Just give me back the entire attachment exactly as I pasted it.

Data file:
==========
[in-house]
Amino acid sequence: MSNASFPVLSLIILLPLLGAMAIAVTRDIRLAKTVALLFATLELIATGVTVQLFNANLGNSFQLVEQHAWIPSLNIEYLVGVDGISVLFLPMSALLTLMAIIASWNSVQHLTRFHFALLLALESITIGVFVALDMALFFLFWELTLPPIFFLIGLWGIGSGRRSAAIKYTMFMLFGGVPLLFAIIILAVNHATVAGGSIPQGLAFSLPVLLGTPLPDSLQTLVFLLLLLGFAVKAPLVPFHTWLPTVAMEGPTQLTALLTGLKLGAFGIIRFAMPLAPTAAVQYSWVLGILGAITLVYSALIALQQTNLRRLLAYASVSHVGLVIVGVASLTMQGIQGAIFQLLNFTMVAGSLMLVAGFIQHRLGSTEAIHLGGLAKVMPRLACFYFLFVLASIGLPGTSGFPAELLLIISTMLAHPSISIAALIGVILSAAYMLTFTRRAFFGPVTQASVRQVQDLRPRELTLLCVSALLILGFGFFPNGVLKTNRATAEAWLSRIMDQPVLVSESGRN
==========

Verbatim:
[in-house]
Amino acid sequence: MSNASFPVLSLIILLPLLGAMAIAVTRDIRLAKTVALLFATLELIATGVTVQLFNANLGNSFQLVEQHAWIPSLNIEYLVGVDGISVLFLPMSALLTLMAIIASWNSVQHLTRFHFALLLALESITIGVFVALDMALFFLFWELTLPPIFFLIGLWGIGSGRRSAAIKYTMFMLFGGVPLLFAIIILAVNHATVAGGSIPQGLAFSLPVLLGTPLPDSLQTLVFLLLLLGFAVKAPLVPFHTWLPTVAMEGPTQLTALLTGLKLGAFGIIRFAMPLAPTAAVQYSWVLGILGAITLVYSALIALQQTNLRRLLAYASVSHVGLVIVGVASLTMQGIQGAIFQLLNFTMVAGSLMLVAGFIQHRLGSTEAIHLGGLAKVMPRLACFYFLFVLASIGLPGTSGFPAELLLIISTMLAHPSISIAALIGVILSAAYMLTFTRRAFFGPVTQASVRQVQDLRPRELTLLCVSALLILGFGFFPNGVLKTNRATAEAWLSRIMDQPVLVSESGRN